The Transportation Department has announced new rules for drug testing required as a safety precaution of millions of transportation workers. The changes are intended in part to protect workers’ rights, according to a department release.The most significant changes, released Thursday, involve “validity testing,” which is meant to detect specimens that have been adulterated or substituted. The rule extends to validity testing the two standard safeguards already in place that protect a worker who tests positive for “drugs of abuse,” such as cocaine, heroin or marijuana.
In the first protection, a physician, hired by the employer, will review test results when a lab indicates the specimen may have been tampered with or substituted. The physician would have the power to cancel the finding of tampering if that result comes from a legitimate medical reason.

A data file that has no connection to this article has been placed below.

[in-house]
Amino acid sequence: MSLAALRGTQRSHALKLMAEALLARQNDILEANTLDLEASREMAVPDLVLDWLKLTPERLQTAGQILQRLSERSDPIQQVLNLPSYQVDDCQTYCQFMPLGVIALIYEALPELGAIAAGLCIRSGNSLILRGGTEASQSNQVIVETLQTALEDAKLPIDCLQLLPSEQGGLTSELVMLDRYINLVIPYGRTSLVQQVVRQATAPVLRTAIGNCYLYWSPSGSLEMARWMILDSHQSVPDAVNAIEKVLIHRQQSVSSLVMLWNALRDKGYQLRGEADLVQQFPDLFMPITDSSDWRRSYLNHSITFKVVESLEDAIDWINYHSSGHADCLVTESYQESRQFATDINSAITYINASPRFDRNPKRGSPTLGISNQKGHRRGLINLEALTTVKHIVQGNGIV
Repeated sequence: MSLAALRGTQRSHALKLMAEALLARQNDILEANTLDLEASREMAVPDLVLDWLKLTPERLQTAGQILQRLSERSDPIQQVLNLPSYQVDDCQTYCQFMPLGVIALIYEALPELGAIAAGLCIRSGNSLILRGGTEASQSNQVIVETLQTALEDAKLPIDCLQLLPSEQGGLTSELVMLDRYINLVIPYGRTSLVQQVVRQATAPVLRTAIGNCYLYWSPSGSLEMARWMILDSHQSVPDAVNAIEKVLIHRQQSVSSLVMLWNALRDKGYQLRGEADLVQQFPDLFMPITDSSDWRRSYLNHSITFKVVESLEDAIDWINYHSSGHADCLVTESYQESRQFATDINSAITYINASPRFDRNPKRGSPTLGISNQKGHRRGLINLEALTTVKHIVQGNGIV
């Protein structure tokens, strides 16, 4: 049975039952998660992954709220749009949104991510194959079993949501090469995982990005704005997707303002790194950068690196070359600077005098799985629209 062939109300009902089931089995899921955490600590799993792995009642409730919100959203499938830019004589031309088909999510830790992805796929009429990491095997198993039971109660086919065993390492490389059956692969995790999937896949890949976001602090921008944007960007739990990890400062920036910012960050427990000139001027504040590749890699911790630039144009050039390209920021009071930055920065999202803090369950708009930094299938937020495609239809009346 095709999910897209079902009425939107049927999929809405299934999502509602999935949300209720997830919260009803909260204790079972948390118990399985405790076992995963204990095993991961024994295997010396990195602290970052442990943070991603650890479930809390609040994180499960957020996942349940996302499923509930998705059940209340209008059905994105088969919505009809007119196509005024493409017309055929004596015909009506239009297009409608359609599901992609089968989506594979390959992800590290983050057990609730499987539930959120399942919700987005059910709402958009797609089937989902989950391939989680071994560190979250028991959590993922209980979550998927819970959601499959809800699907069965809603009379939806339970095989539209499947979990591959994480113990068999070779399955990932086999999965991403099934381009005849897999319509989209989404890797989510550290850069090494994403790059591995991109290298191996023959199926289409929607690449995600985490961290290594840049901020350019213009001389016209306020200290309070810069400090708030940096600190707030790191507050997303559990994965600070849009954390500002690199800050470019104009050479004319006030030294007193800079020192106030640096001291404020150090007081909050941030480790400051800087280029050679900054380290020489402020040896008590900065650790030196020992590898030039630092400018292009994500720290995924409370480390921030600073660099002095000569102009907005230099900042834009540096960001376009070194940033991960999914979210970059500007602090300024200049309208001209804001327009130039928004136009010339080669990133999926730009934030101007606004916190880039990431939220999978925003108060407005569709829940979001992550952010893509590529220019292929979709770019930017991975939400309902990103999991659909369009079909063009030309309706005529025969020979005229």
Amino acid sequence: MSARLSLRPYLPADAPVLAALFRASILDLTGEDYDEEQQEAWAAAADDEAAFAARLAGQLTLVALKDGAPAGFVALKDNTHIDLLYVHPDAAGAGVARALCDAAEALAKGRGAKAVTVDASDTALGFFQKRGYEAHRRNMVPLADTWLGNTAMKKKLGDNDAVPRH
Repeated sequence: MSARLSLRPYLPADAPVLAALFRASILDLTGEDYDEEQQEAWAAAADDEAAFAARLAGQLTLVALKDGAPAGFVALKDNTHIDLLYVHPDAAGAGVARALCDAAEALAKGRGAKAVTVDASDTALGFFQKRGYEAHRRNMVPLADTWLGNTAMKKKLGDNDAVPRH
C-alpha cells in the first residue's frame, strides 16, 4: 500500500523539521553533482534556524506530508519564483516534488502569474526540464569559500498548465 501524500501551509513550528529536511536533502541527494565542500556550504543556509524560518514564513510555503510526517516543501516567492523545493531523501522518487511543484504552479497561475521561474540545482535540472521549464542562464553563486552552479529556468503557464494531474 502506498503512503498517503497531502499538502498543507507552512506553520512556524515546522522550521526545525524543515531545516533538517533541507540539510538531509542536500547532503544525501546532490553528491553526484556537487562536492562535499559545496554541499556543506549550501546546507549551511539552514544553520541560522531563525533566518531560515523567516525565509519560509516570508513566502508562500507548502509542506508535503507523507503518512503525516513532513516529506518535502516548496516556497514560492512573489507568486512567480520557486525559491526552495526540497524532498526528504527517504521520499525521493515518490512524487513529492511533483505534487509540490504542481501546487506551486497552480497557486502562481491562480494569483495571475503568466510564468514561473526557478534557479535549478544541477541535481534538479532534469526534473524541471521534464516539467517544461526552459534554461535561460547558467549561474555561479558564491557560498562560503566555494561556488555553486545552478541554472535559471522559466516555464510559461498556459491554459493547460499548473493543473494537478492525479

In the second case, an employee also can have a different laboratory test a second sample of his or her specimen to make sure the original lab did not make an error.
The government requires drug testing of millions of transportation employees, such as railroad workers, airline mechanics and flight crews, and bus drivers.
SACS Consulting and Investigative Services, Inc.
Tim Dimoff, Speaker, National Expert, Author: